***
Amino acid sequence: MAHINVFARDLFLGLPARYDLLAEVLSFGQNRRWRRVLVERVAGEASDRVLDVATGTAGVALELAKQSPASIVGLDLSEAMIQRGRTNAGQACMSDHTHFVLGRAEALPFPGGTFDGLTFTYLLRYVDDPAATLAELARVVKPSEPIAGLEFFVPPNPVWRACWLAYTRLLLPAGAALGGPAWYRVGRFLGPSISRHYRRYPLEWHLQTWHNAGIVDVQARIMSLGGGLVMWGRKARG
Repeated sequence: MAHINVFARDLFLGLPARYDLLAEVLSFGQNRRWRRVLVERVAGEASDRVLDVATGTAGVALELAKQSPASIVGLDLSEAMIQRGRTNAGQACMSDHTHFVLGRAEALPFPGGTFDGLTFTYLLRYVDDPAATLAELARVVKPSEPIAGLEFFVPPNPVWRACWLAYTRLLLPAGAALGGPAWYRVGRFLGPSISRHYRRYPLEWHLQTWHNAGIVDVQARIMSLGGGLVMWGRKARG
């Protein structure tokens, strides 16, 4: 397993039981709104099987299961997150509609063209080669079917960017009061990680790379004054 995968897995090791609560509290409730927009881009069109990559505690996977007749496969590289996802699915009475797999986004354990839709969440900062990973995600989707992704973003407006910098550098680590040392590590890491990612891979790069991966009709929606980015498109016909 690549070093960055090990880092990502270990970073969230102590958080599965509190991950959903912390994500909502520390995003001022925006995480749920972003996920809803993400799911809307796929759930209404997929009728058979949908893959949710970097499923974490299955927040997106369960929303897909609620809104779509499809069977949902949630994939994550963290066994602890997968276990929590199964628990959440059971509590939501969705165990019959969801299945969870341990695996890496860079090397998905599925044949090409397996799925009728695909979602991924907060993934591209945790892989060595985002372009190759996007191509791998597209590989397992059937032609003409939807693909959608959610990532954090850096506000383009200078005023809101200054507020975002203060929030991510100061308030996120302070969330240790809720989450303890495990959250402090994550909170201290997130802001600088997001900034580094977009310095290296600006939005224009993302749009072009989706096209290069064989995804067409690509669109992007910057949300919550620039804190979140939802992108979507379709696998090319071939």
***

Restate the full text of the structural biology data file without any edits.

Amino acid sequence: MAHINVFARDLFLGLPARYDLLAEVLSFGQNRRWRRVLVERVAGEASDRVLDVATGTAGVALELAKQSPASIVGLDLSEAMIQRGRTNAGQACMSDHTHFVLGRAEALPFPGGTFDGLTFTYLLRYVDDPAATLAELARVVKPSEPIAGLEFFVPPNPVWRACWLAYTRLLLPAGAALGGPAWYRVGRFLGPSISRHYRRYPLEWHLQTWHNAGIVDVQARIMSLGGGLVMWGRKARG
Repeated sequence: MAHINVFARDLFLGLPARYDLLAEVLSFGQNRRWRRVLVERVAGEASDRVLDVATGTAGVALELAKQSPASIVGLDLSEAMIQRGRTNAGQACMSDHTHFVLGRAEALPFPGGTFDGLTFTYLLRYVDDPAATLAELARVVKPSEPIAGLEFFVPPNPVWRACWLAYTRLLLPAGAALGGPAWYRVGRFLGPSISRHYRRYPLEWHLQTWHNAGIVDVQARIMSLGGGLVMWGRKARG
């Protein structure tokens, strides 16, 4: 397993039981709104099987299961997150509609063209080669079917960017009061990680790379004054 995968897995090791609560509290409730927009881009069109990559505690996977007749496969590289996802699915009475797999986004354990839709969440900062990973995600989707992704973003407006910098550098680590040392590590890491990612891979790069991966009709929606980015498109016909 690549070093960055090990880092990502270990970073969230102590958080599965509190991950959903912390994500909502520390995003001022925006995480749920972003996920809803993400799911809307796929759930209404997929009728058979949908893959949710970097499923974490299955927040997106369960929303897909609620809104779509499809069977949902949630994939994550963290066994602890997968276990929590199964628990959440059971509590939501969705165990019959969801299945969870341990695996890496860079090397998905599925044949090409397996799925009728695909979602991924907060993934591209945790892989060595985002372009190759996007191509791998597209590989397992059937032609003409939807693909959608959610990532954090850096506000383009200078005023809101200054507020975002203060929030991510100061308030996120302070969330240790809720989450303890495990959250402090994550909170201290997130802001600088997001900034580094977009310095290296600006939005224009993302749009072009989706096209290069064989995804067409690509669109992007910057949300919550620039804190979140939802992108979507379709696998090319071939």